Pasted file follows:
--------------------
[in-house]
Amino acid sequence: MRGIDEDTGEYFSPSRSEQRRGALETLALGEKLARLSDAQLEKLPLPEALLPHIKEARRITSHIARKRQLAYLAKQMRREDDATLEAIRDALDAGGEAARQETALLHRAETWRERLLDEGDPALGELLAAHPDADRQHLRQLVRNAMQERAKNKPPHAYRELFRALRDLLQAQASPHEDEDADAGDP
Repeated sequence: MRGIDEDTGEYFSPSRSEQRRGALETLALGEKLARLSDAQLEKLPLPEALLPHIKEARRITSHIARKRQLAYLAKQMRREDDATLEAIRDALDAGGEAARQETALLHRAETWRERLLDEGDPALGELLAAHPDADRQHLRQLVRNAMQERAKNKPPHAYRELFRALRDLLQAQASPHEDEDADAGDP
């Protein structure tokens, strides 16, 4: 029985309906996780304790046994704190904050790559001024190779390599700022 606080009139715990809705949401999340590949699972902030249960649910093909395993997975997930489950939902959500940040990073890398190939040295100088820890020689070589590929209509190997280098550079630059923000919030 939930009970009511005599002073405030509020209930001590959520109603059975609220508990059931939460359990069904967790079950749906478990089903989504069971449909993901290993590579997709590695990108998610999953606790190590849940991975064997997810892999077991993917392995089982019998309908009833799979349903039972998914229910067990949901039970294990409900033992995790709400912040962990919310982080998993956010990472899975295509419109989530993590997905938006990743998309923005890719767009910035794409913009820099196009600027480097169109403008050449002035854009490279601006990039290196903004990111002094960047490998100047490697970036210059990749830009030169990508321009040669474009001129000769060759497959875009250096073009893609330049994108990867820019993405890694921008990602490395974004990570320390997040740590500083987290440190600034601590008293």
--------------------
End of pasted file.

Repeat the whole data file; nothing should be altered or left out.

[in-house]
Amino acid sequence: MRGIDEDTGEYFSPSRSEQRRGALETLALGEKLARLSDAQLEKLPLPEALLPHIKEARRITSHIARKRQLAYLAKQMRREDDATLEAIRDALDAGGEAARQETALLHRAETWRERLLDEGDPALGELLAAHPDADRQHLRQLVRNAMQERAKNKPPHAYRELFRALRDLLQAQASPHEDEDADAGDP
Repeated sequence: MRGIDEDTGEYFSPSRSEQRRGALETLALGEKLARLSDAQLEKLPLPEALLPHIKEARRITSHIARKRQLAYLAKQMRREDDATLEAIRDALDAGGEAARQETALLHRAETWRERLLDEGDPALGELLAAHPDADRQHLRQLVRNAMQERAKNKPPHAYRELFRALRDLLQAQASPHEDEDADAGDP
């Protein structure tokens, strides 16, 4: 029985309906996780304790046994704190904050790559001024190779390599700022 606080009139715990809705949401999340590949699972902030249960649910093909395993997975997930489950939902959500940040990073890398190939040295100088820890020689070589590929209509190997280098550079630059923000919030 939930009970009511005599002073405030509020209930001590959520109603059975609220508990059931939460359990069904967790079950749906478990089903989504069971449909993901290993590579997709590695990108998610999953606790190590849940991975064997997810892999077991993917392995089982019998309908009833799979349903039972998914229910067990949901039970294990409900033992995790709400912040962990919310982080998993956010990472899975295509419109989530993590997905938006990743998309923005890719767009910035794409913009820099196009600027480097169109403008050449002035854009490279601006990039290196903004990111002094960047490998100047490697970036210059990749830009030169990508321009040669474009001129000769060759497959875009250096073009893609330049994108990867820019993405890694921008990602490395974004990570320390997040740590500083987290440190600034601590008293």